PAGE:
The series follows couples who have applied for a K-1 visa, allowing a U.S. citizen to bring over their affianced love from another country. From the moment each hot and hopeful foreigner sets foot in the United States, the pair has 90 days to get married, or international bey has to return home.

Remember, Great Leader is only worried about penniless, desperate and dusty brown people invading our country on foot. Pageant hotties are a different matter. Foreigners hot enough to be extras in videos can afford plane tickets, or can land Americans willing to pay for their plane tickets.

Ideally they'd all be Swedish. But the Swedes don't want or need us, and besides, they have socialized medicine. This is not the time to get choosy, America.

As Rob Sheffield recently pointed out in his recent Rolling Stone article on this madness, which I am not going to attempt to top, a mercenary element exists in each storyline that makes "90 Day Fiancé" addictive, in a "taking joy in the misery of others" kind of way that also reflects a fun-house version of American immigration fears.

But then there's the other side of the coin, which Sheffield weaves into a metaphor for the series dangerous seductiveness:

Getting hooked on 90DF is like falling for a stranger you found online, then leaving your homeland to meet your new soul mate, then the next thing you know, you're stuck in Baraboo, Wisconsin, surrounded by hostile folks arguing in a language you barely understand, while planning your quickie wedding at the local Dunkin Donuts.

Hence, Season 6 has blessed us with a variety of Yanks who went on vacation and returned with their hearts pledged to lovers who were strangers only a short time ago, but are now dedicating themselves to staying in the United States permanently.

A couple of these crazy kids just might make it. Seriously. The rest are dealing with invisible extra partners in their relationship, primarily language and culture barriers but also narcissism and insanity.

Throughout its six seasons, there have been examples of relationships sweetly blossoming despite the odds, shuffled in with a bunch of would-be "The Jerry Springer Show" panelists.  In the way of many veteran reality series, however, the featured couples have gotten less likable and more wretched as the series has evolved.

The current season, airing its finale on Sunday, is a journey through various trainwrecks in progress.

Most would trace this show's lineage back to "The Bachelor," since the Americans have bought the "love at first sight" fairy tale hook, line and sinker.

If not that, they've convinced themselves that true affection can be established across digital space and time or hatched in the bubble of destination travel. To be fair, that does happen, albeit rarely.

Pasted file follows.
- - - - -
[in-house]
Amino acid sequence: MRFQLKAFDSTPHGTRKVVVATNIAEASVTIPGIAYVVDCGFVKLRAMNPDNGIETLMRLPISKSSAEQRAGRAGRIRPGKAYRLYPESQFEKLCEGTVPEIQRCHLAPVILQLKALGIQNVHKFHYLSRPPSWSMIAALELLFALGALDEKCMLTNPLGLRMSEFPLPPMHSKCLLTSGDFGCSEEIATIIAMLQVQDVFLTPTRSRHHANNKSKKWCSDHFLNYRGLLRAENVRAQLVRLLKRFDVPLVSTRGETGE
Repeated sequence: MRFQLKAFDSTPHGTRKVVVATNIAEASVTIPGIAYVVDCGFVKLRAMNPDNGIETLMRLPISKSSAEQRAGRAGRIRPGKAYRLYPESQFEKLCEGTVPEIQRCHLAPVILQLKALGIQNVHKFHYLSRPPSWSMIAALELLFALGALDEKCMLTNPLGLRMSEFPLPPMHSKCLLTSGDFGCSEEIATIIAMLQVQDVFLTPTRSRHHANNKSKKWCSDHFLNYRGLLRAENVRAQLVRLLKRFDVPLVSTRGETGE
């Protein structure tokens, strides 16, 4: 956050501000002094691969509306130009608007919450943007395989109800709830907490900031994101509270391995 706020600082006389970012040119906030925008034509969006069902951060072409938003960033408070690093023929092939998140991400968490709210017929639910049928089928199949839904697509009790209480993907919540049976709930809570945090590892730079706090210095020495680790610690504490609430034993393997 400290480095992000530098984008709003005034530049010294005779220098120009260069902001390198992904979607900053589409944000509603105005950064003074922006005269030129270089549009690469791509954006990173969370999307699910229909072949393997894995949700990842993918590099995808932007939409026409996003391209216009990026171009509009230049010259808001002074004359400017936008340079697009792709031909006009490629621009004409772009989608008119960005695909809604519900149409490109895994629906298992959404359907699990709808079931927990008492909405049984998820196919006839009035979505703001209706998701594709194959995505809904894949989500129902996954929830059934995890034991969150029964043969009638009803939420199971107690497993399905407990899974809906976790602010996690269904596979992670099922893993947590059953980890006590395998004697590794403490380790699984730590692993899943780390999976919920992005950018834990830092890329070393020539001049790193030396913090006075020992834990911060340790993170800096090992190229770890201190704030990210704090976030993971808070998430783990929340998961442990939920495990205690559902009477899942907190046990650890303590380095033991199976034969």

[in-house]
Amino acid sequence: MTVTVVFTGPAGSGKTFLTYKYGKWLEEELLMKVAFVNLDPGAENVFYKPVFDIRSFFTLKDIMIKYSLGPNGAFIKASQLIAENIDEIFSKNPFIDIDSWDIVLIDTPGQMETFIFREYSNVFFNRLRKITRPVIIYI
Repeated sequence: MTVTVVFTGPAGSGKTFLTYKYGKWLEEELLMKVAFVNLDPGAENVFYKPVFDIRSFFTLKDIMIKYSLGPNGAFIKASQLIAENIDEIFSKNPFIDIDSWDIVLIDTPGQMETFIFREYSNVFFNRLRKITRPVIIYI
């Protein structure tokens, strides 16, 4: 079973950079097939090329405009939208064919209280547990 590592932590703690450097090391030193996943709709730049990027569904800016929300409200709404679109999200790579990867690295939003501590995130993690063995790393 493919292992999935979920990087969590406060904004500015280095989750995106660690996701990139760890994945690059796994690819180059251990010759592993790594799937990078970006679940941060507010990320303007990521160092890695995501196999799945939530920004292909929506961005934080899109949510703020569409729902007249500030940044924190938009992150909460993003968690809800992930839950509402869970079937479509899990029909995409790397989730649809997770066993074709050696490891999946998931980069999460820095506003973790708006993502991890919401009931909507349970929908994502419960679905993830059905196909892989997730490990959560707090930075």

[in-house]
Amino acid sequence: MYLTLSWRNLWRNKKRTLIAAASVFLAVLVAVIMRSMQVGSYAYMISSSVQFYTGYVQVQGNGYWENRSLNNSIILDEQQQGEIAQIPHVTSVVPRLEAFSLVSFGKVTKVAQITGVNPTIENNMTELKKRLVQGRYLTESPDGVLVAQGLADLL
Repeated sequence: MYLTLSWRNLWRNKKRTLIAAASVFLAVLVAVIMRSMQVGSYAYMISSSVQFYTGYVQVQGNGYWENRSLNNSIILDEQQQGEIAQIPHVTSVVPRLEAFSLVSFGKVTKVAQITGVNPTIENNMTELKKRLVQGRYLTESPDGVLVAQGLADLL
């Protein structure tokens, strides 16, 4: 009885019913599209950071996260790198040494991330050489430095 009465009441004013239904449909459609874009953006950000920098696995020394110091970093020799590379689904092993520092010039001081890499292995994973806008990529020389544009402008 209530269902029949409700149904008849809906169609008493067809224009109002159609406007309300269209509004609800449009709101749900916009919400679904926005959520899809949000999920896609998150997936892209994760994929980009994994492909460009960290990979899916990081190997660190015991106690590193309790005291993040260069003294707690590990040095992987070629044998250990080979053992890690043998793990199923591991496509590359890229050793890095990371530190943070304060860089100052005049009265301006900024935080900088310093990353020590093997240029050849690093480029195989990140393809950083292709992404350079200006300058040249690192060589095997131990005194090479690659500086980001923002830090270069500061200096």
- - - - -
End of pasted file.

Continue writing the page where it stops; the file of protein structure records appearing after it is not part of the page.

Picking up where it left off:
A few of their non-American lovers also believe in that fantasy. Others are in it for the exposure and the green card.

But such strains of false hope and manufactured conflict share more DNA from "Temptation Island," except instead of booty booty booty booty rockin' everywhere, the couples in question are set up by suspicious family members and the worst parts of America's fast-casual culinary and dressing habits.

Season 6's king and queen, Colt and Larissa, represent a cautionary worst-case scenario of instant love premise. Colt is a gentle computer programmer who lives with his mother, a cat lady, in Las Vegas. He met Larissa through an online dating website. She hails from Brazil. She's also a volatile nutcase.

As one might imagine, Larissa thought she'd slide into the lifestyle of a high roller. Colt, meanwhile, thought he'd landed a normal person. Wrong on both counts.

Thus their road to that 90-day cutoff is pretty much a one-woman telenovela being inflicted on a horrified family who can't understand how they found themselves trapped with this force, as if they were shipwrecked on a landmass surrounded by deep water and terrorized by humanity's darkest impulses.

All of this is a gift to rubberneckers, who are the reason TLC even exists in 2018. Two decades ago, grave disaster brought the nation together, but a series of small ones, apparent and invisible, have steadily chipped away at our trust in the intervening years.

Nowadays, when a devastating hurricane is considered tragedy when it hits Texas and an example of a failure of impoverished people to prepare in Puerto Rico, we're inured to the sufferings of others — especially anyone who isn't on our team.

The shielding of the television screen makes natural disaster palatable. The variety people choose is now embraced as entertainment.

By Melanie McFarland

Melanie McFarland is Salon's award-winning senior culture critic. Follow her on Twitter: @McTelevision